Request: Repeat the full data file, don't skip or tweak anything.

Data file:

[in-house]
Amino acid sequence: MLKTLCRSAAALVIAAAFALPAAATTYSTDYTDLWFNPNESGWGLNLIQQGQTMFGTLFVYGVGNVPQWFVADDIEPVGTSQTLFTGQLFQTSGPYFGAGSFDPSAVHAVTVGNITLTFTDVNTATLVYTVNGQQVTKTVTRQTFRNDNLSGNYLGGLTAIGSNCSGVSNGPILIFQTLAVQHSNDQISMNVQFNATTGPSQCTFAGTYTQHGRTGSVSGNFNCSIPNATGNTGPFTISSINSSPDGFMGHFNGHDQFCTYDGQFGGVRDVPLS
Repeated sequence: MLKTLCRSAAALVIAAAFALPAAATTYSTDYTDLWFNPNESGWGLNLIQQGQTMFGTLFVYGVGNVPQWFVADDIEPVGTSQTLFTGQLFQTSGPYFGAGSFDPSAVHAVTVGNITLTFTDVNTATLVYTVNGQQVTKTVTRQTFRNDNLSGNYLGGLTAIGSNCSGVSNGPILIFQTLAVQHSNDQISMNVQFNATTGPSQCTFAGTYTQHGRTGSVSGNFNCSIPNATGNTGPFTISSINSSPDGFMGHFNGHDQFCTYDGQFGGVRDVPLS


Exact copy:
[in-house]
Amino acid sequence: MLKTLCRSAAALVIAAAFALPAAATTYSTDYTDLWFNPNESGWGLNLIQQGQTMFGTLFVYGVGNVPQWFVADDIEPVGTSQTLFTGQLFQTSGPYFGAGSFDPSAVHAVTVGNITLTFTDVNTATLVYTVNGQQVTKTVTRQTFRNDNLSGNYLGGLTAIGSNCSGVSNGPILIFQTLAVQHSNDQISMNVQFNATTGPSQCTFAGTYTQHGRTGSVSGNFNCSIPNATGNTGPFTISSINSSPDGFMGHFNGHDQFCTYDGQFGGVRDVPLS
Repeated sequence: MLKTLCRSAAALVIAAAFALPAAATTYSTDYTDLWFNPNESGWGLNLIQQGQTMFGTLFVYGVGNVPQWFVADDIEPVGTSQTLFTGQLFQTSGPYFGAGSFDPSAVHAVTVGNITLTFTDVNTATLVYTVNGQQVTKTVTRQTFRNDNLSGNYLGGLTAIGSNCSGVSNGPILIFQTLAVQHSNDQISMNVQFNATTGPSQCTFAGTYTQHGRTGSVSGNFNCSIPNATGNTGPFTISSINSSPDGFMGHFNGHDQFCTYDGQFGGVRDVPLS